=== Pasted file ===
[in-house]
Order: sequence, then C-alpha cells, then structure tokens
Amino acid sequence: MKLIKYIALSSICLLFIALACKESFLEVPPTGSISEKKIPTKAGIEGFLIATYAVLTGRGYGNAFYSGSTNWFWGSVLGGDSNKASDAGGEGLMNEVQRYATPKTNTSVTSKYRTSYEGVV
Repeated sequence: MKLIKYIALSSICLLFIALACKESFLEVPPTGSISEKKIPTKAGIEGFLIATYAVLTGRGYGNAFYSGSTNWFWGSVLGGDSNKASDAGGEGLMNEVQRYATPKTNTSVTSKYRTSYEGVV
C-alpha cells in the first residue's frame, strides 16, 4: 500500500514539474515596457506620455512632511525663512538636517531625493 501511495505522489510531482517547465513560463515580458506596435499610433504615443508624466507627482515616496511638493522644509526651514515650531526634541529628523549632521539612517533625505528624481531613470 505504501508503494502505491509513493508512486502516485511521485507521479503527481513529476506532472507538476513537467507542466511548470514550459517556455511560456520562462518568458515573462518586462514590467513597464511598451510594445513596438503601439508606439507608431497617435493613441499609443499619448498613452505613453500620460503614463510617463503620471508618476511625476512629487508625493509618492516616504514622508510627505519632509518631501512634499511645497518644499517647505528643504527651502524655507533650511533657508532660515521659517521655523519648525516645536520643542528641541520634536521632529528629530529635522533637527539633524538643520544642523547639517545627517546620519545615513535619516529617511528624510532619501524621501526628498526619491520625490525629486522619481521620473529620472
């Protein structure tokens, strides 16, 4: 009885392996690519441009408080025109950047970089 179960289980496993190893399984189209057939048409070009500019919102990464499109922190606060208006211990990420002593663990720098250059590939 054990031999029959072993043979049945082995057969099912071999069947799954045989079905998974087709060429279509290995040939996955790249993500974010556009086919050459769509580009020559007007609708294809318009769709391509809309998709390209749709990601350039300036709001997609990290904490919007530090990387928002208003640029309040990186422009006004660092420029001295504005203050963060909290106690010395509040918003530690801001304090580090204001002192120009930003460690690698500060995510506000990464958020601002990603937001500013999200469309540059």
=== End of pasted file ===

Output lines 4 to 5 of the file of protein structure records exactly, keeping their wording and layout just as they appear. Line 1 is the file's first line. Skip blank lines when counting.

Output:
Repeated sequence: MKLIKYIALSSICLLFIALACKESFLEVPPTGSISEKKIPTKAGIEGFLIATYAVLTGRGYGNAFYSGSTNWFWGSVLGGDSNKASDAGGEGLMNEVQRYATPKTNTSVTSKYRTSYEGVV
C-alpha cells in the first residue's frame, strides 16, 4: 500500500514539474515596457506620455512632511525663512538636517531625493 501511495505522489510531482517547465513560463515580458506596435499610433504615443508624466507627482515616496511638493522644509526651514515650531526634541529628523549632521539612517533625505528624481531613470 505504501508503494502505491509513493508512486502516485511521485507521479503527481513529476506532472507538476513537467507542466511548470514550459517556455511560456520562462518568458515573462518586462514590467513597464511598451510594445513596438503601439508606439507608431497617435493613441499609443499619448498613452505613453500620460503614463510617463503620471508618476511625476512629487508625493509618492516616504514622508510627505519632509518631501512634499511645497518644499517647505528643504527651502524655507533650511533657508532660515521659517521655523519648525516645536520643542528641541520634536521632529528629530529635522533637527539633524538643520544642523547639517545627517546620519545615513535619516529617511528624510532619501524621501526628498526619491520625490525629486522619481521620473529620472